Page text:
The most common mistake a practice makes when trying to become compliant with HIPAA is thinking that a risk analysis is enough, or that a set of policies in a three-ringed binder is sufficient. To avoid confusion, following are 6 steps to avoid HIPAA fines and penalties

The set of HIPAA rules put forth by the government are complex and in-depth, and need to all be addressed. What does that look like? Something like this: a risk analysis (the discovery of deficiencies that a practice has with relation to the HIPAA Privacy and Security Rule), risk management (the remediation of the deficient items), policies and procedures addressing each section of the Privacy and Security Rule), vendor management (making sure proper Business Associate Agreements and assurances that the Business Associate is complying with the HIPAA Security Rule are in place), and finally that the staff has attested to each privacy and security policy and they have taken a HIPAA 101 training course and successfully attest they understand the basics of HIPAA.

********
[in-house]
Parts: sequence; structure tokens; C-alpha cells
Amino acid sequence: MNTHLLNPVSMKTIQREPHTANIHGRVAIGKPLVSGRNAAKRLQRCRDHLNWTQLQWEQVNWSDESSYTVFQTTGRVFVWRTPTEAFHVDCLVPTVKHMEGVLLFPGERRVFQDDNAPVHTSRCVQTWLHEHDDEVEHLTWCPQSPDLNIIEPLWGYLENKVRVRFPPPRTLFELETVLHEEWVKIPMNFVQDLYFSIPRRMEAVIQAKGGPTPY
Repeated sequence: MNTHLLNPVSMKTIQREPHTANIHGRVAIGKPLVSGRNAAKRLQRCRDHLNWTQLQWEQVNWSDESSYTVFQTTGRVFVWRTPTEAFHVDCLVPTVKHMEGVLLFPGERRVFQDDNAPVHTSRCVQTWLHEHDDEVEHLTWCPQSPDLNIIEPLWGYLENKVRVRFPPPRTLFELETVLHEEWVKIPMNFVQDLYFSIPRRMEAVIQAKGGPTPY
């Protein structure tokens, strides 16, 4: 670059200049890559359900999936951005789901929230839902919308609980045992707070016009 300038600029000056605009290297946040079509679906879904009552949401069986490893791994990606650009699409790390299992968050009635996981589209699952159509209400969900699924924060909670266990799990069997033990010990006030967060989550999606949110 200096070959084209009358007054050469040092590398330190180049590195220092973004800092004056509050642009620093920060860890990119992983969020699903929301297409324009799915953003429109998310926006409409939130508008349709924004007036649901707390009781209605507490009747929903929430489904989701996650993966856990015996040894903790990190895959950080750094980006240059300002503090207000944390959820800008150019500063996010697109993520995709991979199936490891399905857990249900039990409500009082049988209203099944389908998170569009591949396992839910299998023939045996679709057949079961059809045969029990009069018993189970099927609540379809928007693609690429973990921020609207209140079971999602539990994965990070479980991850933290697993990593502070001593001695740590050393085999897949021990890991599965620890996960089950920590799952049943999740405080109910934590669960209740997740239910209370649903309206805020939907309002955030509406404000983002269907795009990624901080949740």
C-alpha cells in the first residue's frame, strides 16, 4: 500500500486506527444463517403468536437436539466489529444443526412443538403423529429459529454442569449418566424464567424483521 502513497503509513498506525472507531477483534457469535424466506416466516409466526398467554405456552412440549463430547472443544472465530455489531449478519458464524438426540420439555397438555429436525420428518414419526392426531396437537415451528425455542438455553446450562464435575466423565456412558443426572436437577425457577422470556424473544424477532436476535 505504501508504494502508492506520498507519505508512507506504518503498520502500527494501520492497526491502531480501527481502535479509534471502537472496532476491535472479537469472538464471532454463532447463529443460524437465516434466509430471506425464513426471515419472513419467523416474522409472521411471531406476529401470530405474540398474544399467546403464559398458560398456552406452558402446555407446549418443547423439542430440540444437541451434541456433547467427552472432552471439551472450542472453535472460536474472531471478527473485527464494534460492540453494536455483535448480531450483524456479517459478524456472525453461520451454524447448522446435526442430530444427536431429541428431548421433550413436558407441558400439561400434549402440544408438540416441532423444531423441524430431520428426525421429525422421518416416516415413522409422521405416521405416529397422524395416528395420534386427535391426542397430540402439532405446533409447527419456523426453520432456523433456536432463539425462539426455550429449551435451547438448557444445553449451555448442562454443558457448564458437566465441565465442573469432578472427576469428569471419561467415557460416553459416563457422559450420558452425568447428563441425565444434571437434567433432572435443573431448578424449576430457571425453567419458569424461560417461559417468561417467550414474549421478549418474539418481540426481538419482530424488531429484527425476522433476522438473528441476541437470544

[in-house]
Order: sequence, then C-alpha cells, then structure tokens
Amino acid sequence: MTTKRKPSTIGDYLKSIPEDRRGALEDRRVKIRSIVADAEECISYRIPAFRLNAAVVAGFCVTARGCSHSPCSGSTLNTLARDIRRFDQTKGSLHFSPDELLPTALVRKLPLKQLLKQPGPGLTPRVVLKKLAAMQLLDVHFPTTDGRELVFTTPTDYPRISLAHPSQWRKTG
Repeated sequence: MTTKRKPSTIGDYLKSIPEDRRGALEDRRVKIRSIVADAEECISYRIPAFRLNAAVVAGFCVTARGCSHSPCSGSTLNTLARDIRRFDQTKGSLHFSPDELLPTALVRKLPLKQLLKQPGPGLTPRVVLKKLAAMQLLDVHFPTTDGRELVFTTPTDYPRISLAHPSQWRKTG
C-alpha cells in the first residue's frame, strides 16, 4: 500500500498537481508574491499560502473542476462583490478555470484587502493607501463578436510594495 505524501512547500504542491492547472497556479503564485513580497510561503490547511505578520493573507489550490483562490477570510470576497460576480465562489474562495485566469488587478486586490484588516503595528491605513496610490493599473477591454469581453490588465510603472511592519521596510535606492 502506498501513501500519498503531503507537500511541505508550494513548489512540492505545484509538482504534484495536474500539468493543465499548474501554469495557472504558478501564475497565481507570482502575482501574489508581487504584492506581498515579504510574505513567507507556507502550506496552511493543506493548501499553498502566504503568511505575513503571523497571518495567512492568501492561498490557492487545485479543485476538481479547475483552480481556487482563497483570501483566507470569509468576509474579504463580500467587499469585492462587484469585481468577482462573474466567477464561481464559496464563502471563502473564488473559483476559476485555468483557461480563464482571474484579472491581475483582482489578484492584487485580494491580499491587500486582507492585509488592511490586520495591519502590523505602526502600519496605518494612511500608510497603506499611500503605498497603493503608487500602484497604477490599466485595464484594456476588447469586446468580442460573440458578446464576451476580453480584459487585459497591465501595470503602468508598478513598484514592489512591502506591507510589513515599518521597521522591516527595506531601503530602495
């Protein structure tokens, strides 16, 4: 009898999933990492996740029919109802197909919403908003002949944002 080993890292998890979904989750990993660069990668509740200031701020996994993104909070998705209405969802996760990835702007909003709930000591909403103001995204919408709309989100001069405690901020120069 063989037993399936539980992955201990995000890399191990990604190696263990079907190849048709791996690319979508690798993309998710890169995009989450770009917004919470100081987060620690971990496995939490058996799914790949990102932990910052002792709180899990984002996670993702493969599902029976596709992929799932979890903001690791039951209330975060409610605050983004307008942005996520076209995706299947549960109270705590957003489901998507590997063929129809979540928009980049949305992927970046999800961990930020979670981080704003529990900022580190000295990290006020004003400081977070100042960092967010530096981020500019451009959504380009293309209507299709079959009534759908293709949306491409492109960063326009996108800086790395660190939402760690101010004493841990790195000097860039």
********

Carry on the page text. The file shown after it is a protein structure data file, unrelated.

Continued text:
The best way to avoid being fined by an auditor is to show due diligence. What is that? It is making a good faith effort in complying with the rules, documenting all findings, and being able to show anyone your compliance plan and efforts.

6 Steps to Avoid HIPAA Fines and Penalties:

  1. You must have a risk analysis that audits you for administrative risk (policies and procedures), technical risk (how are you safeguarding the access to and protection of ePHI that resides on your systems), and physical risk (assessing how you are protecting the data within the four walls of your site or sites.

  2. You must remediate (fix) all deficiencies that were found during the risk analysis and document what you did to resolve the deficiency.

  3. You must have policies and procedures covering all aspects of HIPAA Privacy and Security and HITECH (breach notification).

  4. You must educate your staff with training and track their attestation that they understand all the new policies and procedures you have put into place to safeguard protected health information.

  5. You must identify your business associates and make sure you have up to date BA agreements in place. If possible get assurances the BA you share data with is complying with the HIPAA Security Rule.

  6. Finally you need to create a culture of compliance that everyone takes HIPAA and safeguarding ePHI to a different level of protection.

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